2016 Camper Enrollment: With Strong Enrollment Comes New Challenges

Cait Wilson, MS
March 2017

The results from the 2016 Enrollment Survey are in, and here's the bottom line: Camps had a good year as enrollment continued to rise. The majority of camps reported at least maintaining the same enrollment numbers compared to 2015, and, in many cases, they were higher. This enrollment trend is a sign we have recovered from the economic recession, but with strong enrollment comes new challenges. Camps now face issues with capacity, competition, and diversity.

Camp professionals who responded to the survey represented the overall ACA membership. A total of 311 camp directors responded anonymously to the 64-question survey that was available through ACA Now from September 2 to October 9, 2016. The summer camps in the sample varied in program type, ACA field offices/affiliation, and camp affiliations. The following data, charts, and graphs are based on camp directors' responses. These enrollment trends may not apply to every camp, but ACA hopes this information will help provide insight into the industry trends as a whole. Please note some percentages do not equal 100 percent due to estimation errors.

Strong Overall Enrollment Trends

Many camps saw growth in enrollment numbers in 2016. The majority of camps (55 percent) indicated their enrollment was higher than last year. When compared to day camps, overnight summer camps had significantly more camps report they had higher enrollment than in the previous year. When looking at the past five years, 43 percent of camps said their enrollment was the highest it's ever been, and 24 percent said it was higher than most summers.

The survey results also showed that campers are returning. About 90 percent of camp directors reported retention was about the same as the prior year or higher.

Still, about 22 percent of camps reported lower enrollment compared to 2015. These responses came predominantly from summer camps located in the Mid-Atlantic compared to all other regions.

The economic downturn resulted in decreased camper enrollment in 2009. Camps continued to express economic challenges in 2012 with one director citing, "Still catching up from the economy — would like to get back to pre-2008 status quo." Since 2014, enrollment has reflected the trends established before the recession.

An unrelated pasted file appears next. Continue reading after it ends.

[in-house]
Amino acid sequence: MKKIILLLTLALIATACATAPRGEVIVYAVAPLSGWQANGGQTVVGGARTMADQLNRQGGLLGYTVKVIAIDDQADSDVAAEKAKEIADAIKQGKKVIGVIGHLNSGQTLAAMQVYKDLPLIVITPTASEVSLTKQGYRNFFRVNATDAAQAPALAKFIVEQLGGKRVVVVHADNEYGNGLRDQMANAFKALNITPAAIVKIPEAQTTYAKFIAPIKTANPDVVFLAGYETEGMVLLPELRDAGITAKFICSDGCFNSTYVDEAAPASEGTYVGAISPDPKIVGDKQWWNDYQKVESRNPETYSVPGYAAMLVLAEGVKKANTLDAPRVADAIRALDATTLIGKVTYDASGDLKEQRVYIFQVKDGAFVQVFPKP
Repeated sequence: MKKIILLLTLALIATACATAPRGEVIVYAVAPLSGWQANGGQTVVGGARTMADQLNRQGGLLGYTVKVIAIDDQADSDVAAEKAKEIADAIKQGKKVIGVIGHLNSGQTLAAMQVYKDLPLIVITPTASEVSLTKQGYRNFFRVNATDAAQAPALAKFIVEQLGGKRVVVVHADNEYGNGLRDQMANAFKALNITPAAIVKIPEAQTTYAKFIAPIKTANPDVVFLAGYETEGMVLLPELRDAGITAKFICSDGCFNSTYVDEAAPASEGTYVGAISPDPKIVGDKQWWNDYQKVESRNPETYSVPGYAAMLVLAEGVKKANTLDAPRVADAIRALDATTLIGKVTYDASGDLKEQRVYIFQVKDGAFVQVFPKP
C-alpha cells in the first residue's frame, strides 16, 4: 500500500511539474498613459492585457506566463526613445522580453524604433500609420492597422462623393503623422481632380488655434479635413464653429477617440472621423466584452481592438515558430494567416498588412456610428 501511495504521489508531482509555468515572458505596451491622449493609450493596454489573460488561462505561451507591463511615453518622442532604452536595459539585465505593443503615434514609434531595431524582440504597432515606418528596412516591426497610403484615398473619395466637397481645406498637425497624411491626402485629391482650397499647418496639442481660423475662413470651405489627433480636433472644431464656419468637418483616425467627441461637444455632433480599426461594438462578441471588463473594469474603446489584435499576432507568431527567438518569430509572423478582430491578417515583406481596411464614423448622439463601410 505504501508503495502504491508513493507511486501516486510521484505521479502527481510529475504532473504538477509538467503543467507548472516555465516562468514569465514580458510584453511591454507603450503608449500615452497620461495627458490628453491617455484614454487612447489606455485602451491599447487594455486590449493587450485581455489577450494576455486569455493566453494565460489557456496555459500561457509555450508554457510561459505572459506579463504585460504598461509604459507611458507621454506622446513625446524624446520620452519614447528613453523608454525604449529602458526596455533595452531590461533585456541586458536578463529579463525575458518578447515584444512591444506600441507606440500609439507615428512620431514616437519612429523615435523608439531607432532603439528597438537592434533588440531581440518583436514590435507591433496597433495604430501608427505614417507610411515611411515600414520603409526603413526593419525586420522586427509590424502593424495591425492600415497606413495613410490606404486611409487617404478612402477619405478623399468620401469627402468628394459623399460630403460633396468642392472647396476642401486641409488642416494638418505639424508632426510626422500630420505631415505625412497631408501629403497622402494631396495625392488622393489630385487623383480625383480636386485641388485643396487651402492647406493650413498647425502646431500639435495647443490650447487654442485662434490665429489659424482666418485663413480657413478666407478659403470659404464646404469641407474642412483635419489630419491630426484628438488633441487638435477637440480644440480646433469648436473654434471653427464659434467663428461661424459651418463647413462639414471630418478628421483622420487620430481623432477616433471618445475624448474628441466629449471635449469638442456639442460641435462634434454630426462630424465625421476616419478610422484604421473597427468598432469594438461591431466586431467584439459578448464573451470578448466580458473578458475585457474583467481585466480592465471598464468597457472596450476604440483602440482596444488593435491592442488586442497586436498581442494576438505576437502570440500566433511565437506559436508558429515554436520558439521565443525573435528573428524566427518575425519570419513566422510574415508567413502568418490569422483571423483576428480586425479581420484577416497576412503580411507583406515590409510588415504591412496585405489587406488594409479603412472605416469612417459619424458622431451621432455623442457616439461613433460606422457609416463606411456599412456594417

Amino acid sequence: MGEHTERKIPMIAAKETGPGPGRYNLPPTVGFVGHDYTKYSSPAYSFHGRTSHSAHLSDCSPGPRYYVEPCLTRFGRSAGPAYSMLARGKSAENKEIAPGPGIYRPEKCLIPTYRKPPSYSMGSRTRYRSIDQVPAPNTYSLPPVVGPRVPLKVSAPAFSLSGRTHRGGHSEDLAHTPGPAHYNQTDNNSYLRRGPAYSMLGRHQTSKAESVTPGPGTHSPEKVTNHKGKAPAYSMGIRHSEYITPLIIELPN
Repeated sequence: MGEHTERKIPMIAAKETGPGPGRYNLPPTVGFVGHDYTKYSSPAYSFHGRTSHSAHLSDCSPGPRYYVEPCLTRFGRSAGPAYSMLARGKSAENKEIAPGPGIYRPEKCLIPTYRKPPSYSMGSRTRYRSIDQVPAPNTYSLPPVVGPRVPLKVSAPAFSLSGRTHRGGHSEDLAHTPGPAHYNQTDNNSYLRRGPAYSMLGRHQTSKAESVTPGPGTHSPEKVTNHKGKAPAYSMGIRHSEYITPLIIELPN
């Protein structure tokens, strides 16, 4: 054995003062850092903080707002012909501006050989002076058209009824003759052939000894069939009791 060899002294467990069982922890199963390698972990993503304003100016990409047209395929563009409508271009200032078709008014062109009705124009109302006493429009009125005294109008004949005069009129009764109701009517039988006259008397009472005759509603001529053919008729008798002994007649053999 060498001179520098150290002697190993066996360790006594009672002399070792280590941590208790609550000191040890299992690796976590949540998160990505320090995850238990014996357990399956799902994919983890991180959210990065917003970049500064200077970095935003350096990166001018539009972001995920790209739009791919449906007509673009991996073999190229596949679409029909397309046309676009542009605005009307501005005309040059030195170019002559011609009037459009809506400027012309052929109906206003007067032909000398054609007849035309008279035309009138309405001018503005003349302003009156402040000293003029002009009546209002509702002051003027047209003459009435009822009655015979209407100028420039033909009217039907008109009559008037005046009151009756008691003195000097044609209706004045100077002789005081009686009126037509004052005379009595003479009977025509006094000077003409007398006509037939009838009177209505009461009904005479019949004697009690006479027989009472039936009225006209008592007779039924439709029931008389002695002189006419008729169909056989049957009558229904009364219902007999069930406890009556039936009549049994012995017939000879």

This is great news. The top enrollment issues for camps have shifted from economic challenges to capacity issues. One camp director mentioned, "We have more campers that want to attend than we have space for." However, this trend varies across the country. For example, camps in the Mid- Atlantic region, when compared to the South and West, continued to cite the economy as a factor negatively affecting their camps' 2016 enrollment. While it is important to pay attention to regional differences, overall, camp enrollment appears to be thriving like before the economic downturn.

Enrollment is High, but Only for Some Campers

Despite positive enrollment trends, 2016 Enrollment Survey data suggests that camps continue to serve primarily white (77 percent), middle- to high-income families (80 percent), and campers with no known disabilities (79 percent). Most campers are 12 and younger (70 percent) and predominantly female (56 percent).

Compared to previous years, the percentage of campers who came from diverse backgrounds was about the same in 2016. Many camps served youth from other countries, as evidenced by the fact that 62 percent of camps hosted varying numbers of international campers. Approximately 26 percent of camps served youth who are transgender (an increase of 8 percent from 2015). About 58 percent of camps served youth who are lesbian, gay, or bisexual (a 4 percent increase from 2015), with 1 percent of campers identifying as gender nonconforming. As camps are feeling relief economically, new challenges come to the forefront with promoting diversity and better serving diverse youth at summer camp.

Top Enrollment Issues

Each year, we ask survey respondents to describe the top two enrollment issues they faced during the past summer. Many of the issues camp professionals reported for 2016 are consistent with those mentioned in past years. The most frequently mentioned issues were:

  1. Capacity: Many respondents described challenges related to filling up quickly, such as the inability to accommodate all of the children who wanted to attend.
  2. Competition: Competition from other youth programs and lower-priced camps in the area affected enrollment and recruitment. Recruiting and marketing to reach out to new campers were difficult.
  3. Registration: Camps had issues with parents deciding to register their children at the last minute, registering late, not filling out paperwork correctly, and canceling or allowing their children to drop out.
  4. Scheduling: School calendars impacted by snow days pushed school further into the summer. Some camps requested resources on school calendar legislation. ACA has outlined a public policy position.

Key Takeaways

We would like to thank each camp director who participated in the 2016 Fall Enrollment Survey. The trend information shared in this article was made possible by your willingness to participate in this study. We hope you will consider contributing your camp's information next year. The more camps that participate in the survey, the better the information we all will have to compare our individual experiences. For more information, please read the full report.

Enrollment highlights are prepared by Cait Wilson. Cait is the ACA Research Assistant and is pursuing her doctoral studies at the University of Utah.

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